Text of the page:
What are worms, and how do worms reproduce? Like every living thing, worms reproduce to keep their species alive on earth. Worms are invertebrates with elongated bodies lacking limbs.
They are made up of five major groups which include the annelid, flatworms, spiny-headed worm, aschelminth, and ribbon worm. These major groups of worms vary significantly from their sizes, inhabitants, what they feed on, their lifecycles, and how they reproduce.
The earthworm is the most commonly known worm from the group of annelids. Just like every other worm, earthworms are simple species with gut, a mouth, anus and no eyes. They are not like other advanced creatures that have brains and nerves.
Worms generally lack most features found in advanced animals.
Table of Contents
How do worms reproduce?
Worms reproduce based on their species, and there are various ways by which worms reproduce.
The following is the reproduction of five groups of worms:
Annelids are the organisms that belong to the phylum Annelida. They live in many different places, including the soil, freshwater and saltwater environments. An example of an annelid is the earthworm which is the most commonly known.
Annelids may reproduce sexually or asexually; it depends on the species. For instance, earthworms are hermaphrodites, meaning they have both the male and female reproductive system. However, this does not mean that they can fertilize themselves.
They reproduce by meeting up facing the opposite directions before they swap sperm. This sperm is collected by a cocoon of mucus that works its way up the outside of the worm’s body. This is where that worm’s eggs are collected, fertilized, and then the cocoon ends up in the soil, which is where the future worms-to-be develops.
In contrast, the polychaetes (annelids), reproduce asexually. They can reproduce by fission. This means that they can make an exact copy of their DNA and then split it into two. They primarily clone themselves into a new organism.
Also, they can reproduce by budding. This allows them to break off little fragments of themselves. These fragments possess the exact DNA as the “parent” worm to form a new organism.
However, this new organism will not be the same size as the parent at first, but they will eventually grow into the adult size.
Flatworms, also known as Platyhelminthes, are species of nonparasitic and aquatic organisms. Flatworms are generally hermaphroditic, yet they reproduce sexually and asexually; depending on the species.
They reproduce asexually by fission and budding. Fission is also known as fragmentation or cloning. This occurs when flatworms make an exact copy of the parent’s DNA and then split into two to form a new organism. Budding happens when flatworms break off little parts of them to regenerate into a new organism.
There are many ways a flatworm can reproduce sexually. Flatworms are hermaphroditic, and they also can self-fertilize. They can also produce eggs within themselves and fertilize them with the sperm produced in their bodies.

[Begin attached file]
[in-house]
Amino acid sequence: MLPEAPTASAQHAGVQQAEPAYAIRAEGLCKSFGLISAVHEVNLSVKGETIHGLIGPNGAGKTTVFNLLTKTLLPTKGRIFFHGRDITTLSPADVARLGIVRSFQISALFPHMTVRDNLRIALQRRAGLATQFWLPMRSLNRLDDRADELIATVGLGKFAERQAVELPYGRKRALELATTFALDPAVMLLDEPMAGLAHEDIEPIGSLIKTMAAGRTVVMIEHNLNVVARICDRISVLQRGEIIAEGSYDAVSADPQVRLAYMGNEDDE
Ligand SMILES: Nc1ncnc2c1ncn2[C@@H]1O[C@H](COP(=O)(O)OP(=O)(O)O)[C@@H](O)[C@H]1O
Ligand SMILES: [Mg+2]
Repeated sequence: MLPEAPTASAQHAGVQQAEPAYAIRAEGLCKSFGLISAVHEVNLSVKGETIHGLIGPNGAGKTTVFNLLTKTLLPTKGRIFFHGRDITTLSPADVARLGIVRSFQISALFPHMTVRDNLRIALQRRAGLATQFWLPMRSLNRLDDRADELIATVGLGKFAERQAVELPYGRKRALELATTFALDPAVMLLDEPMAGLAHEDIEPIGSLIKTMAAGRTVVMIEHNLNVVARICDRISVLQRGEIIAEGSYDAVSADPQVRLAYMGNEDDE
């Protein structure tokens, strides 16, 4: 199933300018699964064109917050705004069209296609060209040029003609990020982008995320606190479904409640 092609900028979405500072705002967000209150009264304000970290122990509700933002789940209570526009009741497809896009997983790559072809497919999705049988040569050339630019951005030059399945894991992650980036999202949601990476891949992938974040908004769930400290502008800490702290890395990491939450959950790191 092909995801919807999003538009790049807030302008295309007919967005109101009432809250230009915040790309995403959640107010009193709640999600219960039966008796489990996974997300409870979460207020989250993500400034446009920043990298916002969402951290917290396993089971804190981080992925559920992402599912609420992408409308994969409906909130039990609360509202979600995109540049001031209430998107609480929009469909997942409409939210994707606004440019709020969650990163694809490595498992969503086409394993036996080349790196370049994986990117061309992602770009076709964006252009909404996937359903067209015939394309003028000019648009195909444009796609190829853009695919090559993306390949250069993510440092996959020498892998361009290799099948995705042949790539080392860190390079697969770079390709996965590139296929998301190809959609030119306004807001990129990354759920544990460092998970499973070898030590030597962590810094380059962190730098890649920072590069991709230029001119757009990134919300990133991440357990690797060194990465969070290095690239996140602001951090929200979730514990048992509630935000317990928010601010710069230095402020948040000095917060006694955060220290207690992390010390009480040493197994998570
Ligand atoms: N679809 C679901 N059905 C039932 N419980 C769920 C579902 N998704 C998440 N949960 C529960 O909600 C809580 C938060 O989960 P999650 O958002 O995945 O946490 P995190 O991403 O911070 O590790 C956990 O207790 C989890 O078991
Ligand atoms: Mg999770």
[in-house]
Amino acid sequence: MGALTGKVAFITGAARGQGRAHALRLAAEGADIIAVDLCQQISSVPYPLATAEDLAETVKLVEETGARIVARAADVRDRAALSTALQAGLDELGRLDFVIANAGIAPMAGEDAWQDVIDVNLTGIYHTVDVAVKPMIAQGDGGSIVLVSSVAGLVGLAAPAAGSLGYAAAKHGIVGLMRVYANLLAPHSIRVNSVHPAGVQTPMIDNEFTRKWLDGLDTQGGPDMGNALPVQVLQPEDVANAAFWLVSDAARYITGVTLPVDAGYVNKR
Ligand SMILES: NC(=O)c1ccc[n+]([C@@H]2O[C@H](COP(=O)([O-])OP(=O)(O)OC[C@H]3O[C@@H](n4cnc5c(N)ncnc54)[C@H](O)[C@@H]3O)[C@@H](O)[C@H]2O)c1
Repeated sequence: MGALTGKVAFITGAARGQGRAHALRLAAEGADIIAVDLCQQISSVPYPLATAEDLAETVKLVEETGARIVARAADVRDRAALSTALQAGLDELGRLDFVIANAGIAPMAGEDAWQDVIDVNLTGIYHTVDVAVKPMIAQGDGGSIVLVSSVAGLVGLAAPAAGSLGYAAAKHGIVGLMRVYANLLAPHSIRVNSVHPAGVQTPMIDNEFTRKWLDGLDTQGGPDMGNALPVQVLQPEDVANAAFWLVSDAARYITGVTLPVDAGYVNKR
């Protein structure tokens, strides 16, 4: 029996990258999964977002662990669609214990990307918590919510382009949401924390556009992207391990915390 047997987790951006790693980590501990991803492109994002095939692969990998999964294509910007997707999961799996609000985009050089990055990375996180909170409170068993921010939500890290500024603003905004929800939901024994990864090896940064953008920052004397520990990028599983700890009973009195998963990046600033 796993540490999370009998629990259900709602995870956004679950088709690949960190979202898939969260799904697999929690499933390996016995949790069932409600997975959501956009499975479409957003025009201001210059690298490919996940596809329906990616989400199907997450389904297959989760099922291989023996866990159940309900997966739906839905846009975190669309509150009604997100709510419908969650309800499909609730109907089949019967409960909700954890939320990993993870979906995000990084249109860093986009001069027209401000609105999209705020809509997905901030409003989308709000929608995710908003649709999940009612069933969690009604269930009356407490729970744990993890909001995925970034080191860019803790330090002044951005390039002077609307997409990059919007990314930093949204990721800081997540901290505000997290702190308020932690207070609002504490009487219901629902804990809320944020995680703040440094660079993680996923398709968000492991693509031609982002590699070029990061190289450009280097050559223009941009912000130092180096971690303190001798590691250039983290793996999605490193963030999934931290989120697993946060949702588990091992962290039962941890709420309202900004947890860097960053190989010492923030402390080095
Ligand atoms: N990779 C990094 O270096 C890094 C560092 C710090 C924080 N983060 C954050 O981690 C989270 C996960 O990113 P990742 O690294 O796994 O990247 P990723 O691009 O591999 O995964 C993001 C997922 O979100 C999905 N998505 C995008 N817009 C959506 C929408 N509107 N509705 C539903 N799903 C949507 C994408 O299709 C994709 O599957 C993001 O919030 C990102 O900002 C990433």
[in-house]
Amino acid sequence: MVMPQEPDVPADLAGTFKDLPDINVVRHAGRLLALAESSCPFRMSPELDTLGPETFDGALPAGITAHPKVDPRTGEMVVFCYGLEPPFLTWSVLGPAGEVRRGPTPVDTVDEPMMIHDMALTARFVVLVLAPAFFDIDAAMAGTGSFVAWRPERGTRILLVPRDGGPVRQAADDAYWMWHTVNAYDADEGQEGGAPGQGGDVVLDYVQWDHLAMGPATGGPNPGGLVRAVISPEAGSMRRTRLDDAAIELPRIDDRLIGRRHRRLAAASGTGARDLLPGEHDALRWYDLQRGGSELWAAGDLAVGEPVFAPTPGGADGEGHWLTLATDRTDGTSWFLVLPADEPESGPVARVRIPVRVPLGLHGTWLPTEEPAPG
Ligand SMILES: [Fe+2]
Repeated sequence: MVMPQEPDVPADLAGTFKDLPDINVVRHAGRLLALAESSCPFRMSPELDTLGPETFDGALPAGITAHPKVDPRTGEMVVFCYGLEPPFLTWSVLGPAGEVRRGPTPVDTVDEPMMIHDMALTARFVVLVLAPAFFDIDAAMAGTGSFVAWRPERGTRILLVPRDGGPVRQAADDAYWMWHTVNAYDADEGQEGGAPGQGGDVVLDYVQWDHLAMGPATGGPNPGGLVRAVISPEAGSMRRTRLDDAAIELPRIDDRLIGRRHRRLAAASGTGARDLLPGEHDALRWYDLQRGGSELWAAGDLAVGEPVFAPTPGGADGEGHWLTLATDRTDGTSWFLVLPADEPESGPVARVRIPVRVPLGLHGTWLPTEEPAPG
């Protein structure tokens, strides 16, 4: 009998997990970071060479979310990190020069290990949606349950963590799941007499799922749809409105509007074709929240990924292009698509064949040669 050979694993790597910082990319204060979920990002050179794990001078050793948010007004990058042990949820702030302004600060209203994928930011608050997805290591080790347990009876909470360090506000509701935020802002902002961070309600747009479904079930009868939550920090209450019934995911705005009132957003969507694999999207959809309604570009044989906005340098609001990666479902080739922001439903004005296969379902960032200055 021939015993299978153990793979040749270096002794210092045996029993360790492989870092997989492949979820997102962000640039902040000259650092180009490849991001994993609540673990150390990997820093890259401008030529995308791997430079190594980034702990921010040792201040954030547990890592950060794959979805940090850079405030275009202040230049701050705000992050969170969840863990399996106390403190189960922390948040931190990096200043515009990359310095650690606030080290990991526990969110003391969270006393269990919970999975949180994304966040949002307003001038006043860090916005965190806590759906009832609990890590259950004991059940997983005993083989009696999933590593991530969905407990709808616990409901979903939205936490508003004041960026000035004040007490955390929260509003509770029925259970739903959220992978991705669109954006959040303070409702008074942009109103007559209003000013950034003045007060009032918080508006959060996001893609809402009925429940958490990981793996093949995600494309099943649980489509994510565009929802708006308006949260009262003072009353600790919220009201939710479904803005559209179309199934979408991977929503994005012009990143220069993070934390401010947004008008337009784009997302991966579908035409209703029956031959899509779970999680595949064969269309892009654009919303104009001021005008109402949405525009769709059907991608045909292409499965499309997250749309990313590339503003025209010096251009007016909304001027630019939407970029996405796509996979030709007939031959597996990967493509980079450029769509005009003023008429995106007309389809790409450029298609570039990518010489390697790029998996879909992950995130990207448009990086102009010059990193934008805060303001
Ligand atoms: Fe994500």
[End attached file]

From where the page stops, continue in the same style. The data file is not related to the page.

Flatworms can also reproduce sexually through mating. They would make physical contact between fellow flatworms, and the sperm of one is absorbed into the skin of the other.
The fertilized eggs become encased in a cocoon inside the mother’s body before being released into environments. Inside the cocoon, the eggs are nourished until they are ready to hatch.
Roundworms, also known as Nematodes or aschelminth, are of parasitic and nonparasitic species. They are majorly hermaphroditic and gender-specific.
They reproduce majorly by sexual reproduction. Gender-specific roundworms reproduce by copulation, while hermaphroditic roundworms fertilize their eggs by the sperm produced in their bodies.
Some species of roundworms give birth to their young ones alive. At the same time, most species release their fertilized eggs into various environments. These eggs develop into larvae and go through the metamorphosis particular to their species.
Ribbon worms are generally gender-specific, and they reproduce sexually. During mating, the eggs and sperm are released individually, and th eggs are fertilized outside the body. Also, their reproduction depends on the species.
Some species are gender-specific while others are hermaphroditic. Some species also reproduce asexually. This is due to their ability to regenerate lost or tampered body parts.
When a part or parts of them breaks up, ribbon worms can regenerate those parts and be whole again. Because the lost parts contain the DNA of the parent, they form and grow into a new organism.
Spiny-headed worms, also known as acanthocephalan, are known to be parasitic. This worm reproduces sexually, and since it is parasitic, mating happens in the guts of their host.
The male and the female spiny-headed worm copulate, and the fertilized eggs are removed along with the faeces of the host.
The fertilized eggs do not develop any further until they are ingested by another host. In the host’s gut, the larva becomes encased and develop into a new stage. The development continues until the adult stage.
Worms reproduce differently, depending on their species. Sometimes, the simple things in nature can catch the attention of the most brilliant minds around us.
We always want to know how things are the way they are and why they work the way they do. How worms reproduce is one of nature’s fascinating feat.